For years, environmentalists have been raising the alarm about deforestation. But even as forests continue to shrink in some nations, others grow — and new research suggests the planet may now be nearing the transition to a greater sum of forests.
A new formula to measure forest cover, developed by researchers at The Rockefeller University and the University of Helsinki, in collaboration with scientists in China, Scotland and the U.S., suggests that an increasing number of countries and regions are transitioning from deforestation to afforestation, raising hopes for a turning point for the world as a whole. The novel approach, published this week in the online edition of Proceedings of the National Academy of Sciences, looks beyond simply how much of a nation’s area is covered by trees and considers the volume of timber, biomass and captured carbon within the area. It produces an encouraging picture of Earth’s forest situation and may change the way governments size up their woodland resources in the future.
“Instead of a skinhead Earth, we may enjoy a great restoration of forests in the 21st century,” says study co-author Jesse Ausubel, director of The Rockefeller University’s Program for the Human Environment.
The formula, known as “Forest Identity,” considers both area and the density of trees per hectare to determine the volume of a country’s “growing stock”: trees large enough to be considered timber. Applying the formula to data collected by the United Nations and released last year, the researchers found that, amid widespread concerns about deforestation, growing stock has expanded over the past 15 years in 22 of the world’s 50 countries with most forest cover. In countries where per capita gross domestic product exceeds $4,600 (roughly equal to the GDP of Chile), richer is greener. In about half the most forested countries, biomass and carbon also expanded. Earlier work showed that by the 1980s wooded areas in all major temperate and boreal forests were expanding.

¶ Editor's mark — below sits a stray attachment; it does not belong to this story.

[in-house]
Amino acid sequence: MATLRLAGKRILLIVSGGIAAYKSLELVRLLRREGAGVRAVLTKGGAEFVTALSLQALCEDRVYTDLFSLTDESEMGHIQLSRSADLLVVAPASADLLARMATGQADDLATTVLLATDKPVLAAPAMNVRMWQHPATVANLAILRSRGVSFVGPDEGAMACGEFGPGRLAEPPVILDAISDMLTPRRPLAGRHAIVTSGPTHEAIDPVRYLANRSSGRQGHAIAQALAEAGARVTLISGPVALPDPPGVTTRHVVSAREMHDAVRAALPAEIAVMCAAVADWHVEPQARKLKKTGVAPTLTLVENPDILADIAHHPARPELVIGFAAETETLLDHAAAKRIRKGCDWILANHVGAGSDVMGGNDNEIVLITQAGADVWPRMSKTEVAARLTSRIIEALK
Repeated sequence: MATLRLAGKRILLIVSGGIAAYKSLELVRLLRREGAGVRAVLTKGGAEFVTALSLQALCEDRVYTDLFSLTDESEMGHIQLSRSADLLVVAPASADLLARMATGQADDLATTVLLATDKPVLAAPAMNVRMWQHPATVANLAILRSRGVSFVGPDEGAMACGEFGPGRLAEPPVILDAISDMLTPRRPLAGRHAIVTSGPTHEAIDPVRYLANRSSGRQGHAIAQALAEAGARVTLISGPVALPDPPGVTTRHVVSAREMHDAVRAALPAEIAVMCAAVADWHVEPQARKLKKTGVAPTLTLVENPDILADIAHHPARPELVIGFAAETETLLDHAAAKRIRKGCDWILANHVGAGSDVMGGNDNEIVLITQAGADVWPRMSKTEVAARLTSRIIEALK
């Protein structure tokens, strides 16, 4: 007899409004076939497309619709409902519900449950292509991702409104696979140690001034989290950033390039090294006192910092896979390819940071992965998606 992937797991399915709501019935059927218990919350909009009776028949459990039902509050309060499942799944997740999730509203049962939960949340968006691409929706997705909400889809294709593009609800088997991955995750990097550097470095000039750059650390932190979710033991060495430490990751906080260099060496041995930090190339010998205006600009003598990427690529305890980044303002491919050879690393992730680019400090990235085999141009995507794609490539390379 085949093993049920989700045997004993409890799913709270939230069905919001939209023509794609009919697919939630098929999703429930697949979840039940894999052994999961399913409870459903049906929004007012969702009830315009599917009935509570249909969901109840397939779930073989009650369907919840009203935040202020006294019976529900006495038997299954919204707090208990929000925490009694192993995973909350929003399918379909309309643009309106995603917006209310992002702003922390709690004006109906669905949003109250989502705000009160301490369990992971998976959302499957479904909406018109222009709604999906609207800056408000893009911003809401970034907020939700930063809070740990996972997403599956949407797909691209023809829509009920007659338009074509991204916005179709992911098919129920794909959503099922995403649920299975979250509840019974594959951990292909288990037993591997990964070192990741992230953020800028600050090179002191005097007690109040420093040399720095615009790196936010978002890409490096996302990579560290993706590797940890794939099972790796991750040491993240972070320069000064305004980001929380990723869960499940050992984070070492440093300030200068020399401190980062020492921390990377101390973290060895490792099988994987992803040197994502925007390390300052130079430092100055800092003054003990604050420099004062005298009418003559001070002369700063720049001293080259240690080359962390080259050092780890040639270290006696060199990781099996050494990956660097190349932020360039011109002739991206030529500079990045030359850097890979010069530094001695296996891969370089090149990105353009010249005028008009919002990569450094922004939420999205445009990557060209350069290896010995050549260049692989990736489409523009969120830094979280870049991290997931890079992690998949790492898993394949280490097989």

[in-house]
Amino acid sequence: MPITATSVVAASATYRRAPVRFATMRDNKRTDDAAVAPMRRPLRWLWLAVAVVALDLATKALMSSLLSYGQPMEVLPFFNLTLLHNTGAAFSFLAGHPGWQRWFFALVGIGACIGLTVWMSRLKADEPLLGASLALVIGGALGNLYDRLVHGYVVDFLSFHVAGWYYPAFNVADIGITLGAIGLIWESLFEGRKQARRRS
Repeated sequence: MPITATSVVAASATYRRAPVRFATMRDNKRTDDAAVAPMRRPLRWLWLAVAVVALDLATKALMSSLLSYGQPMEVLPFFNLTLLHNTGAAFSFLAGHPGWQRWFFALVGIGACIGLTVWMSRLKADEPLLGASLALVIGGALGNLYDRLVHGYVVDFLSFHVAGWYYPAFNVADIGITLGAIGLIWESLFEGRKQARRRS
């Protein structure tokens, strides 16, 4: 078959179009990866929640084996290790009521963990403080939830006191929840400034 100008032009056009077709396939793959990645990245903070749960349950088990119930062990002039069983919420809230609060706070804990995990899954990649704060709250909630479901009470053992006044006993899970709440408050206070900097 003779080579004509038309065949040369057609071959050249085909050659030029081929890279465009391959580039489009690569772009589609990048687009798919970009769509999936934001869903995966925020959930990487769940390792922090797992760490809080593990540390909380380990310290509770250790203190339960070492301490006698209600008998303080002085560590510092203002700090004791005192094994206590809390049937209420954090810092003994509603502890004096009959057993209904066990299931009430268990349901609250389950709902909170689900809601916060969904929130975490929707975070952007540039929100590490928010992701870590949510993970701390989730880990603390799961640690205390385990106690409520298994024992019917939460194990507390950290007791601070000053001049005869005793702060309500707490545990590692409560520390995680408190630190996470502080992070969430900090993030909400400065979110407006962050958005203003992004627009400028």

Forest area and biomass are still being lost in such important countries as Brazil and Indonesia but an increasing number of nations show gains. The forests of Earth’s two most populated nations no longer increase atmospheric carbon concentration: China’s forests are expanding; India’s have reached equalibrium.
The researchers found that among the 50 nations studied, forest area in percentage terms shrank fastest from 1990 to 2005 in Nigeria and the Philippines, and expanded fastest in Vietnam, Spain and China. Growing stock fell fastest in Indonesia, Nigeria and the Philippines, and increased fastest in the Ukraine and Spain. In absolute terms, Indonesia and Brazil experienced the greatest losses of both forested square kilometers and cubic meters of growing stock; China and the USA achieved the greatest gains.
“For many years, the Earth has suffered an epidemic of deforestation. Now humans may help spread an epidemic of forest restoration,” says Ausubel.
When forest transition occurs at a global level depends largely on Brazil and Indonesia, where huge areas of tropical forests are rapidly being cut and cleared. Encouragingly, in many other tropical areas forests are regrowing. Studies in Central America show tree cover in El Salvador grew one-quarter from 1992 to 2001. Forests are also recovering fast in the Dominican Republic in harsh contrast to deforested Haiti, on the same Caribbean island.
“The main obstacles to forest transition are fast-growing poor populations who burn wood to cook, sell it for quick cash and clear forest for crops,” says study co-author Pekka E. Kauppi, of the University of Helsinki. “Harvesting biomass for fuel also forestalls the restoration of land to nature. Through paper recycling and a growing reliance on electronic communication, people help the transition by lessening demand for wood products.”
In addition to the measurement of forest area and growing stock, the researchers offer a formula to calculate atmospheric carbon being stored incrementally in the trees of a given area, knowledge critical for mitigating climate change. A rapid forest transition on a global scale would mean that atmospheric carbon dioxide might not rise as fast as many fear.